- First, non-consummation of marriage, that is, no sexual intercourse since the time of marriage due to a deformity, mental illness, or disability is a valid grounds for divorce in India. Since it was reasonable to assume that couples that opt for Artificial Insemination have a high likelihood of never having consummated the marriage, this issue was addressed first. It was held that pregnancies that arise out of AIH are not non-consummatory and hence the marriage cannot be declared void on these grounds.
- Second, Adultery, that is the sexual intercourse between consenting adults one of different from the spouse is termed Adultery. Under Indian law, as defined under Section 497 of the Indian Penal Code, Adultery has to be strictly penetrative in nature and is hence not a complication in the Artificial Insemination by Donor (AID) process where there is the involvement of a Donor Sperm, however, AID was considered an act of Adultery in English law until the Judgment in the trial court in Mac Lennan v. Mac Lennan case where AID was held to be Non-Adulterous. Further, this is a complication that arises only when the AID procedure was completed without the written consent of the Husband.
Perhaps the most important legal issues that arise from Artificial Insimentaion are the parentage, inheritance, and the child’s legitimacy. This is an issue that is limited to pregnancies where one of the social parents (Adoptive or consenting parents) is not involved in the fertilization process. Simply put, either the Social mother or the Social father are substituted by a Donor donating either Sperm or an Egg. This is particularly difficult to address in the Indian context because of Section 112 of the Indian Evidence Act which through its wording only considers children that are born out of sexual intercourse the legitimate children of the couple.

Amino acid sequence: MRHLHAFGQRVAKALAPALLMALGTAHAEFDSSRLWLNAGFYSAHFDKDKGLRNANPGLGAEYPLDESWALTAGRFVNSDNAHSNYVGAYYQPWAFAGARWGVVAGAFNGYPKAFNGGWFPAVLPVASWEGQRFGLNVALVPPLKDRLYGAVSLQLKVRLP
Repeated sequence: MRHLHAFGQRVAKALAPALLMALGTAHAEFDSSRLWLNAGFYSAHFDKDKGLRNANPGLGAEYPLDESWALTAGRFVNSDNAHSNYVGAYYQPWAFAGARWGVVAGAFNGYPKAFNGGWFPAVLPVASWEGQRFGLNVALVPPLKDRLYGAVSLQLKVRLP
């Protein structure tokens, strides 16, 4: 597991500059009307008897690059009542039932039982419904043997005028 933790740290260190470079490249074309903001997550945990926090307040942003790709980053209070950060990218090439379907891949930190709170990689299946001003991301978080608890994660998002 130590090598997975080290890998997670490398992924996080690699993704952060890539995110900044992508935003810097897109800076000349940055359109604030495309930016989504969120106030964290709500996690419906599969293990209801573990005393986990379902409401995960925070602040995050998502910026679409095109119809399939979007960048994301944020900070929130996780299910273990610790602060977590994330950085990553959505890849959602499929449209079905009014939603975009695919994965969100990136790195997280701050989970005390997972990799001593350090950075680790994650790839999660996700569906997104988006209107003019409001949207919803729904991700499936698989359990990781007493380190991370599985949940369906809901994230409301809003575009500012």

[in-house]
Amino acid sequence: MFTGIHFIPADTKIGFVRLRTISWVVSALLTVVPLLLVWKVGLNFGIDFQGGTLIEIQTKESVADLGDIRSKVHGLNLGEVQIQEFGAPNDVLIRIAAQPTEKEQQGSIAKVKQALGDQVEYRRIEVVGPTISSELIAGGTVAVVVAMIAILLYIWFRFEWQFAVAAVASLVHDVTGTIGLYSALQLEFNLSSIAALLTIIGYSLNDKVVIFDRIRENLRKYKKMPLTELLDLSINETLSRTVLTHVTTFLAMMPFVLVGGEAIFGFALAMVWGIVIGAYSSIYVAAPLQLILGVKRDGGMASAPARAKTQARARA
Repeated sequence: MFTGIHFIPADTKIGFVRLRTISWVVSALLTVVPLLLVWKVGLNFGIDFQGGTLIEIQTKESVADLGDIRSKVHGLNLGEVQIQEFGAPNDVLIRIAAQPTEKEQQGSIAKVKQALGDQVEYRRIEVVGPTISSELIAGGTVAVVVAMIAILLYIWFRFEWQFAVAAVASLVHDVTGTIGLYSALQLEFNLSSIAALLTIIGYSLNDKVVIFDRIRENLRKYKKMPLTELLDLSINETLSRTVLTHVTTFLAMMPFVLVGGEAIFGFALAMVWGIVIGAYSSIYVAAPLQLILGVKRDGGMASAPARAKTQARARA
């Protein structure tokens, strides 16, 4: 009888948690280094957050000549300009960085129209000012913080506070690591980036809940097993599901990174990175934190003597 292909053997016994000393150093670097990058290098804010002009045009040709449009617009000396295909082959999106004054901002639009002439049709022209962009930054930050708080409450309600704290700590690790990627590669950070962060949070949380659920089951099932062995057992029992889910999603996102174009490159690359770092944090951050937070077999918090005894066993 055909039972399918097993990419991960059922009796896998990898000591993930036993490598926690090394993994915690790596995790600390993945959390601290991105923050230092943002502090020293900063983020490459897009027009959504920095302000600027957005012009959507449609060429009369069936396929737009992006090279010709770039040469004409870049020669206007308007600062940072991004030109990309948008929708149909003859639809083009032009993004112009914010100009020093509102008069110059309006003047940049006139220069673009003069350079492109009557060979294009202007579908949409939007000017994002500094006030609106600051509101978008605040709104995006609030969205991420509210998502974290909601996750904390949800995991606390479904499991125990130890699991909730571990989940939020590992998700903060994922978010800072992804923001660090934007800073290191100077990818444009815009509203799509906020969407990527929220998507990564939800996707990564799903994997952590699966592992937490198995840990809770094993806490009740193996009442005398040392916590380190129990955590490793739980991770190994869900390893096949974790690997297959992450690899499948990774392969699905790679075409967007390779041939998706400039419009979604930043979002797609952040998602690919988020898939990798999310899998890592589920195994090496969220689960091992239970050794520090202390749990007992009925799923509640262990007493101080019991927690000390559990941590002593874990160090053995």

Under the section, a child born during wedlock or during a period of 280 days after the nullification of the marriage, is considered legitimate and the husband will for all intents and purposes be considered the father of the child. Consider the situation where the child born out of AID was conceived, artificially without the consent of the Husband of the woman. In this scenario, Section 112 becomes a dangerous hindrance to the legitimacy of the child born and throws into question laws surrounding parental liability and inheritance. Consider another scenario where the Donor wants to claim the children born out of an AID where the impregnation happened without the consent of the Husband, in this case too Section 112 of the Indian Evidence Act makes it nearly impossible for the social parents to resist the Donor as there is an established genetic link between the Child and Donor.
To combat such issues, it is necessary to understand how legitimacy is presumed and documented. The Medical practitioner that is inseminating the sperm of the donor must obtain;
- Written consent from the Couple that is going to be the Social Parents of the child
- Written consent from the donor of the Sperm/Egg and his/her spouse (if applicable)
- Extensive Medical reports confirm that the Donor has no know ailments that may transfer directly to the child